November 26, 2008
South Korea's large retailers to resume sales of US beef
Starting this week, hundreds of high-volume discount retailers in South Korea will be selling, for the first time in more than a year, US beef again thanks to rising demand and waning fears of mad cow disease, according to the US Meat Export Federation (USMEF).
The South Korean retailers, according to a statement released Tuesday (November 25) by the USMEF, believe "there is no longer any reason for them not to carry price-competitive US beef."
The US group has been working with smaller retailers in South Korea for months to build acceptance of US beef in the country, said USMEF vice president Jim Herlihy, and the fact that the bigger chain stores are ready to follow suit is a significant breakthrough.
"What we had to do is demonstrate to the bigger retailers that consumers were ready," Herlihy said.
And that acceptance is the key because about 40,000 tonnes of US beef has "backed up" in cold storage since South Korea resumed importing beef from the US in July, Herlihy said.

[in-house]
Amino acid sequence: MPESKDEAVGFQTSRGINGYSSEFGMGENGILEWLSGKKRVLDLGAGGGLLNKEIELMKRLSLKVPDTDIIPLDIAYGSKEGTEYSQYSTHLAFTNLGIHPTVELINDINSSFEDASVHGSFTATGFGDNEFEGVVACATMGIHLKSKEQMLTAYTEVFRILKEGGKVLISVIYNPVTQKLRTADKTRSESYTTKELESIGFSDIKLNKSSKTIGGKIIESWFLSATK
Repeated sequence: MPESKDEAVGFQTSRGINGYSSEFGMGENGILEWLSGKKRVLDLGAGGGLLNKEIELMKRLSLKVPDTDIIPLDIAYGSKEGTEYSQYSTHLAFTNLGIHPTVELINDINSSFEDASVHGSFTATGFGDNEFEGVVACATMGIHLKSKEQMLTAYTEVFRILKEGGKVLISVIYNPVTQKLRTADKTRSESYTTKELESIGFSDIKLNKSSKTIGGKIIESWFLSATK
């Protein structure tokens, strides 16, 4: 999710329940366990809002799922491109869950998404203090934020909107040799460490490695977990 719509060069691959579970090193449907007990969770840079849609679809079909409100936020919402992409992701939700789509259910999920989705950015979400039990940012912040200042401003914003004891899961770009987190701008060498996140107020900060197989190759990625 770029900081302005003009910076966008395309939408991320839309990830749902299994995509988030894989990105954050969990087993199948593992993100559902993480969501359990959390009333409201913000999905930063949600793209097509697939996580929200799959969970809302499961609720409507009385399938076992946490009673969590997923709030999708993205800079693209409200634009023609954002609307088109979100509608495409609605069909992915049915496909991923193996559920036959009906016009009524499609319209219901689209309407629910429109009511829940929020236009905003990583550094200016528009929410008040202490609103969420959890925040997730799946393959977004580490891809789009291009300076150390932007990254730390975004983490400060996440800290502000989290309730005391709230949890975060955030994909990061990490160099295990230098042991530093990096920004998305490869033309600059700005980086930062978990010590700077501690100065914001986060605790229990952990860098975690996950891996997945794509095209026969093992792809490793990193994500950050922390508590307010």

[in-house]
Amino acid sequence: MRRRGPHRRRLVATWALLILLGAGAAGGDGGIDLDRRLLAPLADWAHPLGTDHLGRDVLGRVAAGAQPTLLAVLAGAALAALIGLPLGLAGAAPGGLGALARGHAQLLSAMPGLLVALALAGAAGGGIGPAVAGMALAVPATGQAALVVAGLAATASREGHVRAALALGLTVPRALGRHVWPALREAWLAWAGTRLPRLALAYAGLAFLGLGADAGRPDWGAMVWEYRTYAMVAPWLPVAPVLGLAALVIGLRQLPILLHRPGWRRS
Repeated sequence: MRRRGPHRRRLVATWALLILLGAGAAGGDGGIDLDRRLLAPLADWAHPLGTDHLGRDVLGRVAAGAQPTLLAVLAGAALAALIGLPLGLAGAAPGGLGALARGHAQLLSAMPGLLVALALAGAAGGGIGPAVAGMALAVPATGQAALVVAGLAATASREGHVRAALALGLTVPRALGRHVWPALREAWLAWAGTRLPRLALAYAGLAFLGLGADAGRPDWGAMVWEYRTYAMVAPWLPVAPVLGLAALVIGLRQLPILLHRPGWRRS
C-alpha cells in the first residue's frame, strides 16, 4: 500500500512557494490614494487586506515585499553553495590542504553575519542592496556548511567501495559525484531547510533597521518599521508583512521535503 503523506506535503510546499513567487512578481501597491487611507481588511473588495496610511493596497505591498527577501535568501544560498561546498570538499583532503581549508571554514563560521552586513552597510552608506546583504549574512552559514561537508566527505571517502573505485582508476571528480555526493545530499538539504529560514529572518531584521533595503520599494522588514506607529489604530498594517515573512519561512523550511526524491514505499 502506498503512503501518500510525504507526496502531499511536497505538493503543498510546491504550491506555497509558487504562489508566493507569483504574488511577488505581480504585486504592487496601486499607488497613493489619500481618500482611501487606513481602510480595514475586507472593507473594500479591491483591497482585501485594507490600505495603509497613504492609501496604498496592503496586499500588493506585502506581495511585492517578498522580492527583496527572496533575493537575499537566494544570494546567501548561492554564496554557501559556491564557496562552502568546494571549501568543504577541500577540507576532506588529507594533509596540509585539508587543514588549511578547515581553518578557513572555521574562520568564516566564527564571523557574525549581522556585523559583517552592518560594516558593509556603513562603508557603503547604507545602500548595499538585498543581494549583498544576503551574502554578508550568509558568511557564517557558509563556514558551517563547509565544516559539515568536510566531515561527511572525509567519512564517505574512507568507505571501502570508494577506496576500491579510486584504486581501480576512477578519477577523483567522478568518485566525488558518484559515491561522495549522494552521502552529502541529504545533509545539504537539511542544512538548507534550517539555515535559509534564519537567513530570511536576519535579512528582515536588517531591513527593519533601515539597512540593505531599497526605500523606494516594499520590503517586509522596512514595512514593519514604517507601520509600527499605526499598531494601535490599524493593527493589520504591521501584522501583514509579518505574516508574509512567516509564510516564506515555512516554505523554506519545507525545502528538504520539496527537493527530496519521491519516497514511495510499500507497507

South Korea banned US beef in December 2003 after the first case of bovine spongiform encephalopathy, or mad-cow disease, was discovered in the country. South Korea partially lifted that ban in September 2006 to allow only boneless cuts from cattle under 30 months of age, but disputes over bone fragments in US shipments repeatedly shut down trade.
Trade resumed in July after South Korea agreed to lift its prohibition on bone-in beef cuts, but the country continues to only import beef from younger cattle.
Jihae Yang, a USMEF director in Seoul, said in the Tuesday statement: "Although the decision by these stores to re-stock US beef is very encouraging, we will be watching the consumer response very closely."
But if all goes well, USMEF President Philip Seng said, the decision by the chain stores to sell US beef will lead to even stronger acceptance.
"The timing of this week's large retailer re-launch is expected to lead other retail and restaurant chains to feature US beef before the lunar New Year peak consumption period in late January," the group said in the Tuesday statement.